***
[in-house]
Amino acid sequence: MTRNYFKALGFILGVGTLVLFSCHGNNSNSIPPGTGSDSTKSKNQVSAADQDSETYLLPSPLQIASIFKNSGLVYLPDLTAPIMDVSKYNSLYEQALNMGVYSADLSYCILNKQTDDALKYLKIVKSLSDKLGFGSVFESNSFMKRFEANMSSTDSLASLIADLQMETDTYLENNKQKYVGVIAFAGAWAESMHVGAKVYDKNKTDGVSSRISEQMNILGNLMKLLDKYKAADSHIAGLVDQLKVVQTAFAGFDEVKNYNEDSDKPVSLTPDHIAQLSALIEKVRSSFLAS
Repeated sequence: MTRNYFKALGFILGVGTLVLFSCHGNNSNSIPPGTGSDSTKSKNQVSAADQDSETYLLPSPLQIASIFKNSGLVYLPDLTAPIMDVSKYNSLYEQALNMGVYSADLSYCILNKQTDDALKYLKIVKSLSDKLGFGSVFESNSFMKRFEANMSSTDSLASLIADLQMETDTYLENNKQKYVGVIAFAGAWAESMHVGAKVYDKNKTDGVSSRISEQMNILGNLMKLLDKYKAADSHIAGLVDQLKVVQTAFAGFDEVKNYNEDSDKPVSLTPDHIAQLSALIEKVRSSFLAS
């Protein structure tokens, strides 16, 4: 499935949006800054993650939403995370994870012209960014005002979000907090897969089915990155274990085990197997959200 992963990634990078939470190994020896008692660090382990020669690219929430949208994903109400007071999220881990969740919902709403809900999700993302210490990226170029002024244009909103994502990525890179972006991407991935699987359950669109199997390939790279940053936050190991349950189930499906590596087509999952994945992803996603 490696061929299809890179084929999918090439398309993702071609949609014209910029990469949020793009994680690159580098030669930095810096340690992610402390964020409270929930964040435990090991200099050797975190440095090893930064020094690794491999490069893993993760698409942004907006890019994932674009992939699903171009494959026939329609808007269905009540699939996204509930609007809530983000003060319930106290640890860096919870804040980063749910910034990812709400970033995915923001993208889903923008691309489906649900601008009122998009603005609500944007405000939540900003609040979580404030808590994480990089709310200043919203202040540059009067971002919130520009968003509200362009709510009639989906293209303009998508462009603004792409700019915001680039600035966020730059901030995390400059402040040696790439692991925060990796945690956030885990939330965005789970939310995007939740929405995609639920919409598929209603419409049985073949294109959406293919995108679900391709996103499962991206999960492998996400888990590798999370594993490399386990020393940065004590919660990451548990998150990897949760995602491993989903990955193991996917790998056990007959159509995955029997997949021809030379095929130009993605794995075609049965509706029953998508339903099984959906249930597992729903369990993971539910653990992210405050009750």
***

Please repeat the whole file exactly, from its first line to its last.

[in-house]
Amino acid sequence: MTRNYFKALGFILGVGTLVLFSCHGNNSNSIPPGTGSDSTKSKNQVSAADQDSETYLLPSPLQIASIFKNSGLVYLPDLTAPIMDVSKYNSLYEQALNMGVYSADLSYCILNKQTDDALKYLKIVKSLSDKLGFGSVFESNSFMKRFEANMSSTDSLASLIADLQMETDTYLENNKQKYVGVIAFAGAWAESMHVGAKVYDKNKTDGVSSRISEQMNILGNLMKLLDKYKAADSHIAGLVDQLKVVQTAFAGFDEVKNYNEDSDKPVSLTPDHIAQLSALIEKVRSSFLAS
Repeated sequence: MTRNYFKALGFILGVGTLVLFSCHGNNSNSIPPGTGSDSTKSKNQVSAADQDSETYLLPSPLQIASIFKNSGLVYLPDLTAPIMDVSKYNSLYEQALNMGVYSADLSYCILNKQTDDALKYLKIVKSLSDKLGFGSVFESNSFMKRFEANMSSTDSLASLIADLQMETDTYLENNKQKYVGVIAFAGAWAESMHVGAKVYDKNKTDGVSSRISEQMNILGNLMKLLDKYKAADSHIAGLVDQLKVVQTAFAGFDEVKNYNEDSDKPVSLTPDHIAQLSALIEKVRSSFLAS
């Protein structure tokens, strides 16, 4: 499935949006800054993650939403995370994870012209960014005002979000907090897969089915990155274990085990197997959200 992963990634990078939470190994020896008692660090382990020669690219929430949208994903109400007071999220881990969740919902709403809900999700993302210490990226170029002024244009909103994502990525890179972006991407991935699987359950669109199997390939790279940053936050190991349950189930499906590596087509999952994945992803996603 490696061929299809890179084929999918090439398309993702071609949609014209910029990469949020793009994680690159580098030669930095810096340690992610402390964020409270929930964040435990090991200099050797975190440095090893930064020094690794491999490069893993993760698409942004907006890019994932674009992939699903171009494959026939329609808007269905009540699939996204509930609007809530983000003060319930106290640890860096919870804040980063749910910034990812709400970033995915923001993208889903923008691309489906649900601008009122998009603005609500944007405000939540900003609040979580404030808590994480990089709310200043919203202040540059009067971002919130520009968003509200362009709510009639989906293209303009998508462009603004792409700019915001680039600035966020730059901030995390400059402040040696790439692991925060990796945690956030885990939330965005789970939310995007939740929405995609639920919409598929209603419409049985073949294109959406293919995108679900391709996103499962991206999960492998996400888990590798999370594993490399386990020393940065004590919660990451548990998150990897949760995602491993989903990955193991996917790998056990007959159509995955029997997949021809030379095929130009993605794995075609049965509706029953998508339903099984959906249930597992729903369990993971539910653990992210405050009750």